The following is a guest post by Chris Van Patten, founder of Tomodomo, a digital agency for magazine publishers.
For years, WordPress has been ever-so-slightly behind the times on PHP version support…to put it kindly.
However, WordPress’ legendary support for PHP versions back to 5.2 — versions long unsupported by the PHP project itself — wasn’t born out of a “we hate developers” strategy (although you’d be forgiven for thinking so given the reaction that policy often gets from developers). Instead, it was a genuinely noble and pragmatic effort to make WordPress, and thus publishing on the web, as widely available as possible.
Despite the reaction from many developers (and security-minded sysadmins), that strategy worked: WordPress powers over 30% of the web, and a significant chunk of those installations are on unsupported PHP versions. For those users, it’s not that they don’t care that they are on an unsupported version of PHP; they just don’t know, or don’t know how to solve the problem.
But the winds of progress are blowing, and in 2019 WordPress is planning to make a change. Assuming everything goes according to plan, PHP 5.6 will become the minimum supported version in the first half of the year, and the minimum version will be bumped again to PHP 7 in the second half of 2019.
There are obvious benefits here from a security perspective. The oldest versions of PHP supported by WordPress today stopped receiving official security updates ages ago (PHP 5.2 hit EOL, or “end-of-life,” nearly 8 years ago). The speed improvements will be tremendous as well, particularly in PHP 7. Speaking from my own experience, I have several sites that once needed aggressive caching to prevent server overload. Since PHP 7, they run faster than ever, without caching of any kind.
Speed and security are the two most-cited reasons (and the most measurable reasons) for bumping the minimum version, but there are also other less tangible benefits that will filter well beyond WordPress core development.
While plugin developers have never been obligated to support all the versions of PHP that WordPress core does, many still chose to do so. That’s understandable: it could be tough to explain to a user why they can install WordPress in a certain development environment but couldn’t install a certain plugin.
For plugins that tried to match core’s backward compatibility support, that means testing and supporting up to nine versions of PHP: 5.2 through 5.6, and 7.0 through 7.3. (There was no PHP 6. I won’t bother explaining the boring reasons why.)
By pushing to 5.6, and eventually some version of PHP 7+, that cuts the number of versions that developers will feel compelled to support in half. In some way, Core will likely continue to support these old versions (through security backports to old versions of WordPress, for instance) but plugin developers can be assured that they don’t need to — and don’t need to feel any semblance of guilt about it either.
Bumping the minimum version won’t change that apathy or exodus overnight, but it will give developers something to feel excited about. Modern PHP versions (especially PHP 7) offer genuinely cool new language features that make it easy to write performant, well-designed, and interesting code. I would even argue that it makes it fun. Modern PHP contains plenty of syntactic sugar, and while you shouldn’t base your diet on sugar it certainly makes for a nice treat.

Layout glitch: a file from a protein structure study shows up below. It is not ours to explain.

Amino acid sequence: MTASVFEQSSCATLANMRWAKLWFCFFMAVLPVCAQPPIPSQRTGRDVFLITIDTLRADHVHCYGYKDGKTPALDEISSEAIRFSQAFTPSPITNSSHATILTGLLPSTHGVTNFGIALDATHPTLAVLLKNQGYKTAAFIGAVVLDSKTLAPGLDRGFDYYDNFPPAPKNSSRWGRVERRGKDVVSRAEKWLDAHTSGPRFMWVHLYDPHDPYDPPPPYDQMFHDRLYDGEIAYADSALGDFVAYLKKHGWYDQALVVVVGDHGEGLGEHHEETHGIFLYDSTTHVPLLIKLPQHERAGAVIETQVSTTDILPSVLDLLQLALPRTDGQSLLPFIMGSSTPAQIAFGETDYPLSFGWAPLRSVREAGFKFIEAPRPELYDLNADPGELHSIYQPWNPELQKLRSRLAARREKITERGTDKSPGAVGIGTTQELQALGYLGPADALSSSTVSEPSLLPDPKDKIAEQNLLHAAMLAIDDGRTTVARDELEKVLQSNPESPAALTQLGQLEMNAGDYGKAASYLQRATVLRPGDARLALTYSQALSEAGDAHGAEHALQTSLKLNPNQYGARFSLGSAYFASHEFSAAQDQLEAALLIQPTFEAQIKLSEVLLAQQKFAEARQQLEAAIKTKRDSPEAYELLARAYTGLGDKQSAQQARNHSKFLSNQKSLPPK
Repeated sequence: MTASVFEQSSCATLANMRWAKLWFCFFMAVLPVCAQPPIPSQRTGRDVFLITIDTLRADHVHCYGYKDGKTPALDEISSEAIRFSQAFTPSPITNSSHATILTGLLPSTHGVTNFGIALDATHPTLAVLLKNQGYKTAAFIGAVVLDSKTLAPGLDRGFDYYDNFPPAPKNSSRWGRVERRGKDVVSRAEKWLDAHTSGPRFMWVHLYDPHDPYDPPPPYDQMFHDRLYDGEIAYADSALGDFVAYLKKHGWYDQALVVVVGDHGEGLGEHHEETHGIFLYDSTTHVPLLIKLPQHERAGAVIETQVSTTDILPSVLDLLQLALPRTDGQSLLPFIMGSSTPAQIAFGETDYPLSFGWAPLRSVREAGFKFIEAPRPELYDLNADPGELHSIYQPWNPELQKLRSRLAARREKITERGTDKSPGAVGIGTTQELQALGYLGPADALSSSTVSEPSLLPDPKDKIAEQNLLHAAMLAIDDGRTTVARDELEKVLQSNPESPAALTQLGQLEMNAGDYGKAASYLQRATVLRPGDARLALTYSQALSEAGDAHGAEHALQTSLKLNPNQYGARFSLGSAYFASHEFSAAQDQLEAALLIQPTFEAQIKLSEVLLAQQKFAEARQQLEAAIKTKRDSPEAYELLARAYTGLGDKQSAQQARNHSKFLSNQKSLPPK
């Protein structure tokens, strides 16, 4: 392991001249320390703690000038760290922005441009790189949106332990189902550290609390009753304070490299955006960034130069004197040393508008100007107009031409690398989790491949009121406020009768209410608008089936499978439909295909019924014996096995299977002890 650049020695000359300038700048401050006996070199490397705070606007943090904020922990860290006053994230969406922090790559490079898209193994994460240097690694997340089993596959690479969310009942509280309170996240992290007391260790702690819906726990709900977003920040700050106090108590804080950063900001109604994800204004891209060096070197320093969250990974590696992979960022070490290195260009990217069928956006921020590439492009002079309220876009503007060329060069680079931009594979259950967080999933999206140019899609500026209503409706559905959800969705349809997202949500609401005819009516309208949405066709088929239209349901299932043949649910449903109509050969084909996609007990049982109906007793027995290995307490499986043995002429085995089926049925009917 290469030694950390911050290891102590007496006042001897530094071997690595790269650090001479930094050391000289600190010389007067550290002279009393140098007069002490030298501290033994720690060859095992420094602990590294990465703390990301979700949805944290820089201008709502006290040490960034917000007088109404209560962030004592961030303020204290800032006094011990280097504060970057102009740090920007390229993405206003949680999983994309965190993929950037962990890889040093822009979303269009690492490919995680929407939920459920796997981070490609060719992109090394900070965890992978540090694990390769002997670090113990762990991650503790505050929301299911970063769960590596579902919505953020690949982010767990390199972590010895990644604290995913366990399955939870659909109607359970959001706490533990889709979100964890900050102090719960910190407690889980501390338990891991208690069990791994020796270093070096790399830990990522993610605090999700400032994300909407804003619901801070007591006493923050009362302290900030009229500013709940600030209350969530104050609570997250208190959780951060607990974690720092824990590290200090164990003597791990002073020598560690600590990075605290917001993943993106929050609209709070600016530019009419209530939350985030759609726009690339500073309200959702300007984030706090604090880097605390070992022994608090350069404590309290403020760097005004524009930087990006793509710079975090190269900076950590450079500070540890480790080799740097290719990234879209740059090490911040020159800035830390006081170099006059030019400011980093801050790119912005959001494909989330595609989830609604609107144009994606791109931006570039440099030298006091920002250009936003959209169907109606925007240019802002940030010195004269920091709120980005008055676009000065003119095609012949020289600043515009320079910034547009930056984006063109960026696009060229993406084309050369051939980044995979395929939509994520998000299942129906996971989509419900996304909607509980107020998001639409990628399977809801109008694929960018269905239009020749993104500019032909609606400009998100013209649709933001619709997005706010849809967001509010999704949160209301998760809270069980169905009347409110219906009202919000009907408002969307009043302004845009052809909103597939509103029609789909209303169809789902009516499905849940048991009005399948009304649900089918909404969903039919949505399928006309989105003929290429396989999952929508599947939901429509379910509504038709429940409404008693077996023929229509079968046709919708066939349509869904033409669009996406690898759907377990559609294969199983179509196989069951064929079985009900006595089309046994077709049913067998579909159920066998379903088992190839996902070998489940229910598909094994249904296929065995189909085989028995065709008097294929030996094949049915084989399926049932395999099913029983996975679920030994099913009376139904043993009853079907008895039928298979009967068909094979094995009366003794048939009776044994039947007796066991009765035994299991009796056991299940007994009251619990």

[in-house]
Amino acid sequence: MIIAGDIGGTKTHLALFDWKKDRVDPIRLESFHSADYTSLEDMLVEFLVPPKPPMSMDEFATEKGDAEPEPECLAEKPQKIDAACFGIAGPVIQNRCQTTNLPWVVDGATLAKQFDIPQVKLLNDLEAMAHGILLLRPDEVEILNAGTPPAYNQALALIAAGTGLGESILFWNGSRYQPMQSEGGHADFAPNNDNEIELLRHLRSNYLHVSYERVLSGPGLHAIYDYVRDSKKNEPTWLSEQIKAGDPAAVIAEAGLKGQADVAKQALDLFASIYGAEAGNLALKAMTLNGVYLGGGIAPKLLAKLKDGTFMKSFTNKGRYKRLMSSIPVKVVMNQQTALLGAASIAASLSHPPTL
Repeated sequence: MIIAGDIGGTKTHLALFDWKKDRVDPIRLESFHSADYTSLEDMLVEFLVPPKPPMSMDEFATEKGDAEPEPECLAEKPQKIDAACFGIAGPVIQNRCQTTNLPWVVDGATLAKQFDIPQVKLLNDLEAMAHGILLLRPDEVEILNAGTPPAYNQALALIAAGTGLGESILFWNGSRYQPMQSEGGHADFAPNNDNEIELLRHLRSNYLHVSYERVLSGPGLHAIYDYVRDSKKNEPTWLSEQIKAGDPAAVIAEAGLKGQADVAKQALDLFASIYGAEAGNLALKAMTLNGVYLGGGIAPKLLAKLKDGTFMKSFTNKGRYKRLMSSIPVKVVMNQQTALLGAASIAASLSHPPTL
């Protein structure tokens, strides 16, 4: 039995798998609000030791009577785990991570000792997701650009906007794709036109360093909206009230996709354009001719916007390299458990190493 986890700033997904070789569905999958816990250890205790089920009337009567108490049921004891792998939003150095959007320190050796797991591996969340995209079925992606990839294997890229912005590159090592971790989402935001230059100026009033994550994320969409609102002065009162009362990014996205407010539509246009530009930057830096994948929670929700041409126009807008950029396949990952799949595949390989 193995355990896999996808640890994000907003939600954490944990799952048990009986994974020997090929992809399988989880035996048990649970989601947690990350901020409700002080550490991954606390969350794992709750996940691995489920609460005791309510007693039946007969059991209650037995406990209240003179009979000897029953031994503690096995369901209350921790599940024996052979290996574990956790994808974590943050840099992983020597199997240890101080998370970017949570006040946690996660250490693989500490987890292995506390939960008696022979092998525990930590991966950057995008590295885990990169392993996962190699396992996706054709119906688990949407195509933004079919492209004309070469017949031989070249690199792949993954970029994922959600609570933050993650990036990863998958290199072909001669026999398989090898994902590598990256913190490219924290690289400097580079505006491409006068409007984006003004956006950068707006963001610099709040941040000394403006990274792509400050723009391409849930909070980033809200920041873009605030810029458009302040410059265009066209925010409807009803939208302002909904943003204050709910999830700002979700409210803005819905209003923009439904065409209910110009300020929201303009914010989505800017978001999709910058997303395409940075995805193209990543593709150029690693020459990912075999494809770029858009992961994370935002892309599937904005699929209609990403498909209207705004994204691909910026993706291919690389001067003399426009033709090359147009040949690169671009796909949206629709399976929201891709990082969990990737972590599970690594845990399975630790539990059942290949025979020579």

Again, it is unlikely that core will start adopting these new language features on day one. The real benefit is that developers will feel empowered and secure in their decisions to start using these new capabilities, and will start to build plugins and themes that can borrow ideas from best practices in the broader PHP community.
Celebrating the intangible
While the measurable justifications for changing the minimum PHP version are certainly compelling, I think it’s also important to acknowledge these intangibles and indeed celebrate them. Bumping these versions will create a ripple effect across the ecosystem that will make developers more comfortable with writing modern code. It will reduce support and QA loads for companies that no longer need to support 9 different versions of PHP. It will make WordPress core a more attractive place to contribute.
Gutenberg, and all the modern tooling and architecture it brought, has already reinvigorated developers across the ecosystem and brought a huge number of new core contributors (myself among them). Embracing modern PHP is another step forward, and with other changes on the horizon (such as a move from SVN to Git, coding standards changes, and projects like Tide which embrace new languages and architectures) I hope that 2019 will be the year WordPress delivers not only a best-in-class user experience, but a best-in-class developer experience too.
A look at the statistics are fascinating (not only PHP versions). PHP 7.3 is almost a blip (it does not show in the chart), but will likely pick up speed. 40% are already on 7.0 or greater. A full 24.6% currently are running PHP versions lower than 5.6, something that will take a LONG time to change.
About 20% are running very old WordPress versions.
Looking at RTL locales, it is interesting to me that 0.8% are Farsi, while Arabic is only 0.3% (surprisingly matching Hebrew that I expected to be much lower than Arabic based on population).